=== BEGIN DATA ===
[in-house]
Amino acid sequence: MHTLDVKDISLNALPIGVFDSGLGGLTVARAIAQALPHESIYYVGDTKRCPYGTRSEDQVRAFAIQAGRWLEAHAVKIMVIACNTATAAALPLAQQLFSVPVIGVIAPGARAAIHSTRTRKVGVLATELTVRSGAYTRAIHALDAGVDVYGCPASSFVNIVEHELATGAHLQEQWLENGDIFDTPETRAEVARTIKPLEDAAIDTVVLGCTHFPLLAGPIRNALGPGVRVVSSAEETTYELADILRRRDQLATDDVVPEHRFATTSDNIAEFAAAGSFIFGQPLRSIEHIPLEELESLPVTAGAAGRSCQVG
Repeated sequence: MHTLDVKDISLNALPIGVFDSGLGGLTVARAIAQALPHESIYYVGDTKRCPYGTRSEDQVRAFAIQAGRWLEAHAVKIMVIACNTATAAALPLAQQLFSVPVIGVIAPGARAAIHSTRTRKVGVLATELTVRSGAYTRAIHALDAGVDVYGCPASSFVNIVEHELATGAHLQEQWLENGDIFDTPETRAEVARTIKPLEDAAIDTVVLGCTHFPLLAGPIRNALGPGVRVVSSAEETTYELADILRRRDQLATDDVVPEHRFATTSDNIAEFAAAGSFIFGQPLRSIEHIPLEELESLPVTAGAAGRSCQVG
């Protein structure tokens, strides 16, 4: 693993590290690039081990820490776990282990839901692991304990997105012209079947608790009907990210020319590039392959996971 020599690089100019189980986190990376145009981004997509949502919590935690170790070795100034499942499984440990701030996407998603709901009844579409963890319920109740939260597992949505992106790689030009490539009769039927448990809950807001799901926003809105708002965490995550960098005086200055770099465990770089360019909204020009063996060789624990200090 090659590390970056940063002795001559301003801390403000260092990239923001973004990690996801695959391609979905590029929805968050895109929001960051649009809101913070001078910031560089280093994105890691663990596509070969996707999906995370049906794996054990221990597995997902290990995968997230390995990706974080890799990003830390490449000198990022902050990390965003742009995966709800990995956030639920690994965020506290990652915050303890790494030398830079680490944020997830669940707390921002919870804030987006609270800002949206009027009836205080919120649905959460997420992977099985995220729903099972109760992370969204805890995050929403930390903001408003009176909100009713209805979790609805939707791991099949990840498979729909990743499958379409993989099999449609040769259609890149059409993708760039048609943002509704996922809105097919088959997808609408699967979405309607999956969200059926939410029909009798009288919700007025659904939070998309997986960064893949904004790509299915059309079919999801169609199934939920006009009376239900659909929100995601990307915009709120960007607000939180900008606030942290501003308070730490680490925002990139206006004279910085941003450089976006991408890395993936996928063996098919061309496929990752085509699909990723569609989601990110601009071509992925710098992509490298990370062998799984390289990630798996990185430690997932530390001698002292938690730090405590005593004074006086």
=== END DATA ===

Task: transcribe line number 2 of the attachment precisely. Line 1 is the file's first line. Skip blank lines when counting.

Amino acid sequence: MHTLDVKDISLNALPIGVFDSGLGGLTVARAIAQALPHESIYYVGDTKRCPYGTRSEDQVRAFAIQAGRWLEAHAVKIMVIACNTATAAALPLAQQLFSVPVIGVIAPGARAAIHSTRTRKVGVLATELTVRSGAYTRAIHALDAGVDVYGCPASSFVNIVEHELATGAHLQEQWLENGDIFDTPETRAEVARTIKPLEDAAIDTVVLGCTHFPLLAGPIRNALGPGVRVVSSAEETTYELADILRRRDQLATDDVVPEHRFATTSDNIAEFAAAGSFIFGQPLRSIEHIPLEELESLPVTAGAAGRSCQVG